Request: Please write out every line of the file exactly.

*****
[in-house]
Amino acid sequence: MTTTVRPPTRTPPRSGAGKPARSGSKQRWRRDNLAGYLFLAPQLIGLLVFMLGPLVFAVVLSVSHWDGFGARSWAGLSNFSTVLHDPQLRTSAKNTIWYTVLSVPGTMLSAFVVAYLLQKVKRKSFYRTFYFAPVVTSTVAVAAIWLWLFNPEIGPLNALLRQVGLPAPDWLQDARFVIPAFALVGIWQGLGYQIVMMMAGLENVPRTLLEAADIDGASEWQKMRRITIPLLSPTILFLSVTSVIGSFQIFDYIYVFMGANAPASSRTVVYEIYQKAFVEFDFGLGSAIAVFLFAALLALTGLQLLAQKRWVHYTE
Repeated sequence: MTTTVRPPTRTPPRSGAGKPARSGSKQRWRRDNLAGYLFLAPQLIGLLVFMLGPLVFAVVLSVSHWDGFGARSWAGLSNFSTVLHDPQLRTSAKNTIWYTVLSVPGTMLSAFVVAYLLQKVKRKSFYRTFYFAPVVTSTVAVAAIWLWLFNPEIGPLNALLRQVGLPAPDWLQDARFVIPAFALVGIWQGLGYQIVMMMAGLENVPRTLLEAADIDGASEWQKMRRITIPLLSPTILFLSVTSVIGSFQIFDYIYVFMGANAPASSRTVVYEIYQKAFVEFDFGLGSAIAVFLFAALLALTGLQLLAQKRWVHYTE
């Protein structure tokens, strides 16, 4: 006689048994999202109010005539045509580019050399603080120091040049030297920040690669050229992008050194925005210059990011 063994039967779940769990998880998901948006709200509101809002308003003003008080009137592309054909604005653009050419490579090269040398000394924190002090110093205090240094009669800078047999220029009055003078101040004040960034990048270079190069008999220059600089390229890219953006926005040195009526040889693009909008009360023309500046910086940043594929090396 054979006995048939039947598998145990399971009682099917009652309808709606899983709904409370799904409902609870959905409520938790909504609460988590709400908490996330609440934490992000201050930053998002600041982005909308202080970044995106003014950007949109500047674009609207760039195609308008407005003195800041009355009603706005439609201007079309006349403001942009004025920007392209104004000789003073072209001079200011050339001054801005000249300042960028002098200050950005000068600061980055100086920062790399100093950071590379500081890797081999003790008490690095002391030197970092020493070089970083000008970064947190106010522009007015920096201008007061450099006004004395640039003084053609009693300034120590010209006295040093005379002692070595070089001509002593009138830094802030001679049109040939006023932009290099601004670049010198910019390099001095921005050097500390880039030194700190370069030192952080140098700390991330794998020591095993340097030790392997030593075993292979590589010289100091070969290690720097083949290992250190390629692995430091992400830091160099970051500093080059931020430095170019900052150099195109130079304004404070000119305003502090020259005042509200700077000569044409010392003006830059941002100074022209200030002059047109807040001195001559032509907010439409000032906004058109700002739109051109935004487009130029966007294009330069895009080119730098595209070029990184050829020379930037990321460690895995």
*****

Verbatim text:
[in-house]
Amino acid sequence: MTTTVRPPTRTPPRSGAGKPARSGSKQRWRRDNLAGYLFLAPQLIGLLVFMLGPLVFAVVLSVSHWDGFGARSWAGLSNFSTVLHDPQLRTSAKNTIWYTVLSVPGTMLSAFVVAYLLQKVKRKSFYRTFYFAPVVTSTVAVAAIWLWLFNPEIGPLNALLRQVGLPAPDWLQDARFVIPAFALVGIWQGLGYQIVMMMAGLENVPRTLLEAADIDGASEWQKMRRITIPLLSPTILFLSVTSVIGSFQIFDYIYVFMGANAPASSRTVVYEIYQKAFVEFDFGLGSAIAVFLFAALLALTGLQLLAQKRWVHYTE
Repeated sequence: MTTTVRPPTRTPPRSGAGKPARSGSKQRWRRDNLAGYLFLAPQLIGLLVFMLGPLVFAVVLSVSHWDGFGARSWAGLSNFSTVLHDPQLRTSAKNTIWYTVLSVPGTMLSAFVVAYLLQKVKRKSFYRTFYFAPVVTSTVAVAAIWLWLFNPEIGPLNALLRQVGLPAPDWLQDARFVIPAFALVGIWQGLGYQIVMMMAGLENVPRTLLEAADIDGASEWQKMRRITIPLLSPTILFLSVTSVIGSFQIFDYIYVFMGANAPASSRTVVYEIYQKAFVEFDFGLGSAIAVFLFAALLALTGLQLLAQKRWVHYTE
């Protein structure tokens, strides 16, 4: 006689048994999202109010005539045509580019050399603080120091040049030297920040690669050229992008050194925005210059990011 063994039967779940769990998880998901948006709200509101809002308003003003008080009137592309054909604005653009050419490579090269040398000394924190002090110093205090240094009669800078047999220029009055003078101040004040960034990048270079190069008999220059600089390229890219953006926005040195009526040889693009909008009360023309500046910086940043594929090396 054979006995048939039947598998145990399971009682099917009652309808709606899983709904409370799904409902609870959905409520938790909504609460988590709400908490996330609440934490992000201050930053998002600041982005909308202080970044995106003014950007949109500047674009609207760039195609308008407005003195800041009355009603706005439609201007079309006349403001942009004025920007392209104004000789003073072209001079200011050339001054801005000249300042960028002098200050950005000068600061980055100086920062790399100093950071590379500081890797081999003790008490690095002391030197970092020493070089970083000008970064947190106010522009007015920096201008007061450099006004004395640039003084053609009693300034120590010209006295040093005379002692070595070089001509002593009138830094802030001679049109040939006023932009290099601004670049010198910019390099001095921005050097500390880039030194700190370069030192952080140098700390991330794998020591095993340097030790392997030593075993292979590589010289100091070969290690720097083949290992250190390629692995430091992400830091160099970051500093080059931020430095170019900052150099195109130079304004404070000119305003502090020259005042509200700077000569044409010392003006830059941002100074022209200030002059047109807040001195001559032509907010439409000032906004058109700002739109051109935004487009130029966007294009330069895009080119730098595209070029990184050829020379930037990321460690895995």